In a review of John Scalzi's The Android's Dream, Dave Itzkoff asserts that Scalzi might prove himself worthy of comparison with an SF icon such as Robert Heinlien "if he uses [his future] work to articulate a firm position on the political issues that will inevitably define his historical moment, take a stance that considerate readers might potentially disagree with, and even risk the possibility that a half-century later, some petulant, know-nothing critic will dismiss his ideas as dangerous and obsolete".
I haven't read The Android's Dream, but if it does not "take a stance" on issues defining our "historical moment," for me that is in its favor and only makes me more likely to give it a try.
Itzkoff's take on science fiction in general (or at least that branch he calls "military sci-fi") leads me to think I might not clearly understand the ambitions of science fiction, at least among its more serious-minded authors and critics. Although I have only relatively recently begun to sample noteworthy science fiction novels and writers (that is, I am most assuredly a johnny-come-lately), I have done so under the assumption it is a genre that seeks to provide an alternative to "realism" and other conventionally "literary" practices, not just by evoking speculative worlds and looking to the future rather than the past or present but also by creating alternative forms and experimenting with the established elements of fiction (plot, setting, point of view, etc.). That SF is inherently a kind of experimental fiction is a proposition I have been convinced to take seriously by some of the more intelligent critical discussion of the genre, both on SF litblogs and elsewhere.
Unfortunately, I have yet to find this proposition very persuasively confirmed. The novels I have attempted, by among others Philip K. Dick, China Mieville, and Samuel Delaney, while they certainly do engage the imagination well beyond what is offered in most humdrum literary realism, do not seem to me especially preoccupied with formal experiment or stylistic innovation. (Which is not to deny that the latter two, at any rate, do write well.) Traditional plotting prevails, setting is described in the kind of minute detail a Flaubert-inspired realist would almost certainly admire, and point of view (at least in the particular novels I have read) remains transparent and undisturbed. They are, finally, resolutely traditional novels, if anything overloaded with conventional storytelling, marked as "other" only by their deliberately exotic subjects.
And now Dave Itzkoff tells me that SF writers ought to emphasize "stance" and "ideas" in a way that makes even these exotic subjects just a convenient facade behind which to hide the writer's ultimate intent to "articulate a firm position." Indeed, writing science fiction, it turns out, is just another way of conveying a "philosophy": In one of Scalzi's other books, the characters read Robert Heinlein's Starship Troopers, which "they collectively decide 'had some good action scenes but required too much unpacking of philosophical ideas.'" "Heinlein may have cultivated a philosophy that now seems distasteful bordering on appalling," says Itzkoff, "but it is unfair to criticize him for simply having a philosophy. At a time when endless war is not just a nightmarish fictional scenario but a real and looming possibility, there is still a position less commendable than having dangerous ideas, and that is having no position at all."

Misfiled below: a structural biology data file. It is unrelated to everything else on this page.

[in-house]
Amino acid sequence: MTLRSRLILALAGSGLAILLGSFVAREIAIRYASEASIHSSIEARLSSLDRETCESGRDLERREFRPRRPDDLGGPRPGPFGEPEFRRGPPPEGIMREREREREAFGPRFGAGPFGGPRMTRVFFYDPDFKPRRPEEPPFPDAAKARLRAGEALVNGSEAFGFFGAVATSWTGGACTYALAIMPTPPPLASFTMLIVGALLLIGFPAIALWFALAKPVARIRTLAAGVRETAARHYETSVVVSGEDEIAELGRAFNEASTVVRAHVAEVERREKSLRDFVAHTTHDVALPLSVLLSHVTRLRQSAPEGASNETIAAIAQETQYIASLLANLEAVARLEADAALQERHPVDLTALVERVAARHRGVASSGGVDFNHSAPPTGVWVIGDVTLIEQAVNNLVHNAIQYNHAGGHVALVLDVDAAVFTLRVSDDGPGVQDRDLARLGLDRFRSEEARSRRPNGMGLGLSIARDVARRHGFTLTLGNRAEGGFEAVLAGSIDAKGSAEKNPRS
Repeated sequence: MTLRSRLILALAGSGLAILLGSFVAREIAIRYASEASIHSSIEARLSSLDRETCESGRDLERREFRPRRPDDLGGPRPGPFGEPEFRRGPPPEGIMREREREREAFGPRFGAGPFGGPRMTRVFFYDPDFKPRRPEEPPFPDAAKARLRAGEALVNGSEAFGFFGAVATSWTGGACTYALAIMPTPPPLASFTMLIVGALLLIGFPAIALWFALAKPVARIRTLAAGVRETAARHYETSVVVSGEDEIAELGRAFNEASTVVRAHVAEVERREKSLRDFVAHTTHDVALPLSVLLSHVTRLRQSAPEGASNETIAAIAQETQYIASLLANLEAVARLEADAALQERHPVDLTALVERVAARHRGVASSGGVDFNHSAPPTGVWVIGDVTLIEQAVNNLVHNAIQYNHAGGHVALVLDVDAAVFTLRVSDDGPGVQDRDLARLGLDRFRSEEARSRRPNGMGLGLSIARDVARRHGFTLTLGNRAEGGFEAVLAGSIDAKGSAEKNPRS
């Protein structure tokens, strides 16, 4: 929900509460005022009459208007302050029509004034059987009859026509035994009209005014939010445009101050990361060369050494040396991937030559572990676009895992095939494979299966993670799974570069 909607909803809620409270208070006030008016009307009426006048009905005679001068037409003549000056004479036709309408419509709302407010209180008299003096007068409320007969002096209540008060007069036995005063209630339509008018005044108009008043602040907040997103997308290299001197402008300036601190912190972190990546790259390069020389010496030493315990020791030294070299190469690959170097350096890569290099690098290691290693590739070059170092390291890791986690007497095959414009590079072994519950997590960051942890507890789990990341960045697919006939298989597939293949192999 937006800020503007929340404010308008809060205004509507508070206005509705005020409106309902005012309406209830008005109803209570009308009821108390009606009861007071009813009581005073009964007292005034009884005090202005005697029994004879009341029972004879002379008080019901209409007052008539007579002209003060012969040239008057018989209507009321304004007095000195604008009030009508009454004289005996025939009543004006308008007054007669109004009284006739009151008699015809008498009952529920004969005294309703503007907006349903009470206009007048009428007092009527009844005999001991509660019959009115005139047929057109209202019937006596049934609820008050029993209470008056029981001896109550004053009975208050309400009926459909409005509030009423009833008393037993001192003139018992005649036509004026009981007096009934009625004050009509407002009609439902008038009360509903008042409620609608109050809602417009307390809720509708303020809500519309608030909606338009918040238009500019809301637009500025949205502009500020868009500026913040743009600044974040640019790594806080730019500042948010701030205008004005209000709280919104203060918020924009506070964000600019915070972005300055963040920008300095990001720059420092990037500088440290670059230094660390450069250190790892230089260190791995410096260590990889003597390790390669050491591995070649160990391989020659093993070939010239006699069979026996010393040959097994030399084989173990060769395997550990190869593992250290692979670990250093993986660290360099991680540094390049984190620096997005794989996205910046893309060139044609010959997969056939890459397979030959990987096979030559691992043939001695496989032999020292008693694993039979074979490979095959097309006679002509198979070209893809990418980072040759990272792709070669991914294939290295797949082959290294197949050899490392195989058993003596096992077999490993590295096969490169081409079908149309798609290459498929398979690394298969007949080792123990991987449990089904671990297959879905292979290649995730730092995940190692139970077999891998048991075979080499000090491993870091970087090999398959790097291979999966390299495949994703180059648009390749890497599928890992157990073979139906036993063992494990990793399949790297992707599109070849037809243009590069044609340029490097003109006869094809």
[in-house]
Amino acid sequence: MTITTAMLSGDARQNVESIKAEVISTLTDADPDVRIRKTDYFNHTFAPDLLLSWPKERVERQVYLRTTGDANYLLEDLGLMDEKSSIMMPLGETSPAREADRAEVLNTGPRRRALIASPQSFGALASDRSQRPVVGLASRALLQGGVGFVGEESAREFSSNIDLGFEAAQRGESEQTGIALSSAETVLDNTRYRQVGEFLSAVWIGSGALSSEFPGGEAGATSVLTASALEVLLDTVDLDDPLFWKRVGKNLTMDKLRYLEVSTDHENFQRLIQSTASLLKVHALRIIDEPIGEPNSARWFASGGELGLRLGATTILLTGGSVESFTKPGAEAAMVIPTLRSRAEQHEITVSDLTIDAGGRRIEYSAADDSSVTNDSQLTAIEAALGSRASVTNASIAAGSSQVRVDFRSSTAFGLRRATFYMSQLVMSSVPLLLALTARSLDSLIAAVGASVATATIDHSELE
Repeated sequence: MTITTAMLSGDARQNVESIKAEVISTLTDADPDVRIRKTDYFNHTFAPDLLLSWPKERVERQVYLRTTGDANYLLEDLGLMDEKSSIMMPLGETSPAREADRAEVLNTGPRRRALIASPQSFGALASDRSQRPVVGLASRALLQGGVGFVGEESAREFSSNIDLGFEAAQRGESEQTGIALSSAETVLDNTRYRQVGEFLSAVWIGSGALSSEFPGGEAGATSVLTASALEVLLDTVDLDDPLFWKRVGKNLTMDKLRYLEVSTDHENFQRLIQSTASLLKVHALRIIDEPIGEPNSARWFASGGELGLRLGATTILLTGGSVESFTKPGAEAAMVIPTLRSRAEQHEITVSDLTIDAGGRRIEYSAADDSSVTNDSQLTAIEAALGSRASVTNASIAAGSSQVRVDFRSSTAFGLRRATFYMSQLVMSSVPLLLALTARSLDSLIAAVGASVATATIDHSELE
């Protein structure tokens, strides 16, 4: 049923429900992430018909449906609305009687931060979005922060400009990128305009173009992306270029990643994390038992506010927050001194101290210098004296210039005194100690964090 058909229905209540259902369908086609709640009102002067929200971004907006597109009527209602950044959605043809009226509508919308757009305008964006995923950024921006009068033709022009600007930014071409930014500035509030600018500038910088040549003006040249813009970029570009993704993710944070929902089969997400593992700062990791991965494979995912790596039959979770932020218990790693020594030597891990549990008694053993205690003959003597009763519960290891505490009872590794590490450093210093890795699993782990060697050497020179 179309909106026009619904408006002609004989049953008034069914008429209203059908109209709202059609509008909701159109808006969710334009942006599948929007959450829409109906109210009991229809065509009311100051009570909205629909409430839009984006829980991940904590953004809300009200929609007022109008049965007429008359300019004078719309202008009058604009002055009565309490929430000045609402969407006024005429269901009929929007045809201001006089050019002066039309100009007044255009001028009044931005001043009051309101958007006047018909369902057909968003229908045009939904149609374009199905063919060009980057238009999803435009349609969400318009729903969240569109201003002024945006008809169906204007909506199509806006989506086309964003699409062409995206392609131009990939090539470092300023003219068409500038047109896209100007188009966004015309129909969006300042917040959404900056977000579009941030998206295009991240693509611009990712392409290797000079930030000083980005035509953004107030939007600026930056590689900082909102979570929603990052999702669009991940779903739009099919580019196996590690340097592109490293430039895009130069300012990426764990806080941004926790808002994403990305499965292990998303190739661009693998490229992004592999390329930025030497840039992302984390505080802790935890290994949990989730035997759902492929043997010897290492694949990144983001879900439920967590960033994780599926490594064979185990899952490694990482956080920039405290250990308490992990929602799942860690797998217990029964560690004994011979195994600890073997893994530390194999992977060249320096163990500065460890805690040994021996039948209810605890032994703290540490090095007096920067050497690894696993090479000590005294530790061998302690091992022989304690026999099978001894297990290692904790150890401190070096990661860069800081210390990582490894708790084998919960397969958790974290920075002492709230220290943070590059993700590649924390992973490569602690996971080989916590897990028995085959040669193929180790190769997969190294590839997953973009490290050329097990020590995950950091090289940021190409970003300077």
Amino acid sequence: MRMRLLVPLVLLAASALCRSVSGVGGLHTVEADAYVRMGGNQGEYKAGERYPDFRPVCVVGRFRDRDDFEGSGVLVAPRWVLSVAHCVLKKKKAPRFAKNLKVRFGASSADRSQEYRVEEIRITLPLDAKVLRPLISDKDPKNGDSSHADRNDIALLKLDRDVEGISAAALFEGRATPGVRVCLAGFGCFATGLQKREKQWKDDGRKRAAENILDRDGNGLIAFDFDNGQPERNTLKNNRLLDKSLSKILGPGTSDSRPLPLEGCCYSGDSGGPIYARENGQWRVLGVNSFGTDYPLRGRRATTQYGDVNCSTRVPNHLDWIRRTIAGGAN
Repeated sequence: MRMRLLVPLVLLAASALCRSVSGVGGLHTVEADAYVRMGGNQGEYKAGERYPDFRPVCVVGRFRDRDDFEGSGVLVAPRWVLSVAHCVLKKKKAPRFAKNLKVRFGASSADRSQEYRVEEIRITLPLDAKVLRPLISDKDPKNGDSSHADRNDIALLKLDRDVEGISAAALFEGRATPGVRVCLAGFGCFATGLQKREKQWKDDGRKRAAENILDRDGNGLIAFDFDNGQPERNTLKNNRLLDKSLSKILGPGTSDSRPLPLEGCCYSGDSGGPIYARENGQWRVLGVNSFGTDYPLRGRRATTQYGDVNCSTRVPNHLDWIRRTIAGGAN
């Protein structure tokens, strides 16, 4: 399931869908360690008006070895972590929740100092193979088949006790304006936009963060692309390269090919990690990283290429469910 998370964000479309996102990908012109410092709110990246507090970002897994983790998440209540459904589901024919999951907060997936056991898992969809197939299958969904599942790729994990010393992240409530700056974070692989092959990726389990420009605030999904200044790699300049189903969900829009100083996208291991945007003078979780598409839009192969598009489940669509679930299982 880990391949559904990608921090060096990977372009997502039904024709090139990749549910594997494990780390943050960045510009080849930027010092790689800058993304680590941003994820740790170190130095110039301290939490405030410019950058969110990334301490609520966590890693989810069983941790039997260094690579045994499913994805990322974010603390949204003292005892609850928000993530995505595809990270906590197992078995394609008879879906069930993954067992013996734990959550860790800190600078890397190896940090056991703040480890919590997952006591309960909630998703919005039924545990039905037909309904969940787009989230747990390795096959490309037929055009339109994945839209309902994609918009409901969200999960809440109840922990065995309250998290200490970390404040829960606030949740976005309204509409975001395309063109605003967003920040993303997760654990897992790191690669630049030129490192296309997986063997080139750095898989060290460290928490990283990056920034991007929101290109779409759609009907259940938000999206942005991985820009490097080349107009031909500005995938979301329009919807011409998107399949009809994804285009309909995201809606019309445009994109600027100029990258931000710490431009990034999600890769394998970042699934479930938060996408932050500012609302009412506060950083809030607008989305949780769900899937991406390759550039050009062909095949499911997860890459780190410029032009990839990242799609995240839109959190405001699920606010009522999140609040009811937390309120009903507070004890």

Perhaps having "no position at all" on real war isn't very "commendable," but declining to take positions in fiction, even if war is the ostensible subject, brings no moral opprobrium at all. In purely literary terms, refusing to "take a position" by sticking to, well, literature, and leaving the moral or political discourse to other, more suitable forums is as much of a "stance" most fiction writers ought to feel comfortable assuming. If John Scalzi thinks his job is to write engaging works of fiction rather than "cultivate a philosophy" by indirection, it's all to his credit. But is Itzkoff's own position, that the work of the science fiction writer can be reduced to the attempt to stake out a position on this or that, really shared by most writers and readers who lay claim to this genre? Is it the literary "philosophy" of SF?
I have every intention of carrying on with my survey of science fiction, both current and classic. The next writer whose work I've decided to assay is Stanislaw Lem. Perhaps here I will find at least as much art as philosophy, an equal effort to explore the possibilities of fiction as a literary form as to "say something." I continue to expect (hope) that eventually I will find that science fiction truly can be a genre that expands these possibilities, that in my initial forays into SF I just didn't get it because of my own limitations or presuppositions. That critics like Dave Itzkoff themselves underestimate SF's potential to escape the tedious restrictions of polemics and "message."
UPDATE In a response to this post, Niall Harrison at Torque Control suggests I am "under the unfortunate impression that Dave Itzkoff knows what he’s talking about." This may be right. I don't know much about Itzkoff, and I should certainly be wary of taking reviews that appear in the New York Times Book Review as representative or authoritative about anything. Otherwise, Niall says that my attempt to find SF that does "something formally new not found in other kinds of fiction" is probably "doomed to fail" because "sf stories won’t often look like experiments, because the point is the subject." I'm not sure I know exactly what he means by that last statement, but at first glance it doesn't seem that far removed from Itzkoff's "taking a stance" except that the "point" to be made is inherent in the act of imagining alternative worlds.